Going Gluten-Free: Children
What’s good for the goose may not be good for the gosling. Many pediatricians and nutrition experts caution parents against imposing a gluten-free diet on children who are not sensitive to protein.
However, if your children are sensitive to gluten, you have no choice but to make the change.
What are the challenges of transitioning children into a gluten-free diet, and how do you resolve them?
Gluten-rich grains contain many vitamins and minerals, not to mention fiber. Many whole-wheat products like bread, cereal, and pasta are also considered healthy foods for kids.
It will take more effort to find and prepare alternative nutrient sources when you remove gluten-rich food from your diet. However, it’s not impossible.
For instance, your children can consume the following (and their derivative products) in place of wheat, barley, and rye:
In place of wheat flour, you can substitute flour made from rice, soy, potato, beans, corn, and cassava root (e.g., cassava flour and tapioca flour).
It would be great to have a ready source of gluten-free alternatives, like a bakery that sells gluten-free bread and a supermarket that sells authentic gluten-free cereals, flours, and other food products.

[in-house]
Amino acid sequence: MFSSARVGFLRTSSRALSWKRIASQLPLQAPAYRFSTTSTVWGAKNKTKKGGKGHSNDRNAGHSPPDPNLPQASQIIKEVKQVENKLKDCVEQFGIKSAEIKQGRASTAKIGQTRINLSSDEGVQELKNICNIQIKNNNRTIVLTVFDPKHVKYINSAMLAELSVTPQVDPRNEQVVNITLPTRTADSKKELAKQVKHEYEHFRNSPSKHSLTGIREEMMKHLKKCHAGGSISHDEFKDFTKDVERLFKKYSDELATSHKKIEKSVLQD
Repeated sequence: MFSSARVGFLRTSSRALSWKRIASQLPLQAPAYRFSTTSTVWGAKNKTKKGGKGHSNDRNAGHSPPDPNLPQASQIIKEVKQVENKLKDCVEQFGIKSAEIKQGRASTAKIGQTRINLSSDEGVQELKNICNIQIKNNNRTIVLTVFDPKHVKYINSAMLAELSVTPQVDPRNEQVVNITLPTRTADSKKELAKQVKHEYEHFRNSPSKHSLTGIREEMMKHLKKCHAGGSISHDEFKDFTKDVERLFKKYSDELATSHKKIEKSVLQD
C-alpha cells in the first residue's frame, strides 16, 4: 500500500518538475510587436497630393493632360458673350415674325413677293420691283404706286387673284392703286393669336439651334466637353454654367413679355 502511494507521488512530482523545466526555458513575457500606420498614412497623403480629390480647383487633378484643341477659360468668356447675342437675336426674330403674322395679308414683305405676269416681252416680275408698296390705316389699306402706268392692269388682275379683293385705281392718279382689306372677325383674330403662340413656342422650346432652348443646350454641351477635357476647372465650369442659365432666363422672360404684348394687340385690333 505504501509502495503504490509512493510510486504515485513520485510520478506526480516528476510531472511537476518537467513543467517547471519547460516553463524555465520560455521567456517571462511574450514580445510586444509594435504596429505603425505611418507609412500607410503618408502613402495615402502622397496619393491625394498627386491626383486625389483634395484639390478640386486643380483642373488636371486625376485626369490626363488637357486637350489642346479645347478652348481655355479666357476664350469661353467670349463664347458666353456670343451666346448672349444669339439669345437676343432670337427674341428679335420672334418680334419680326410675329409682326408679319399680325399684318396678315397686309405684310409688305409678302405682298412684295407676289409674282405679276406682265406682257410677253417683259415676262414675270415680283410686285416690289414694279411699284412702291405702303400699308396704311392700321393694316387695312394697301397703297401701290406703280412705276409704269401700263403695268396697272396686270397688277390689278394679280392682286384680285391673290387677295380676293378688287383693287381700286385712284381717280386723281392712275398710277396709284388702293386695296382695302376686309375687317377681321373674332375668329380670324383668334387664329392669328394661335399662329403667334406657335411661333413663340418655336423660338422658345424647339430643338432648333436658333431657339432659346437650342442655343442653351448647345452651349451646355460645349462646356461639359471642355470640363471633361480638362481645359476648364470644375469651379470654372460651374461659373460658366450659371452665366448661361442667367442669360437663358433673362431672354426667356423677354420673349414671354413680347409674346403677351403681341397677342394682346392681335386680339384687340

Growing kids need healthy calories. Avoiding wheat can significantly reduce children’s caloric intake, so extra vigilance is necessary to ensure children will have enough calories for growth.
One of the ways parents can do this is by increasing their children’s intake of nutritious, calorie-dense, gluten-free foods such as the following:
- Nuts: peanuts, almonds, pecans, hazelnuts, walnuts, pecans, macadamia nuts, cashew nuts, pistachios
- Meat and fish (avoid processed meat and fish products that may contain gluten)
- Milk (make sure they don’t have flavorings and additives that may not be gluten-free)
- Unprocessed cheese (processed cheese may contain gluten)
- Flax seeds
- Chia seeds
Rice is the most common alternative to wheat. Unfortunately, rice can have high arsenic content.
However, you can minimize the arsenic content of rice by rinsing it several times before cooking. Another alternative is to cook it like pasta, boiling one part rice in six parts water and draining the extra liquid afterward.
As with anything concerning health, it’s best to consult a doctor. Talk to yours before making any decisions about dietary changes.
While going gluten-free can be just the change an adult needs, it may not be the best move for children. However, suppose you must shift your children to a gluten-free diet because of gluten sensitivity, celiac disease, or some other medical condition that gluten can worsen or trigger. In that case, it can be done with effort, mindfulness, and vigilance. It would help if you were particularly careful about products making gluten-free claims. Gluten-free doesn’t only mean having no wheat, rye, barley, or grains with gluten content. It also means the product was produced and prepared in a completely gluten-free environment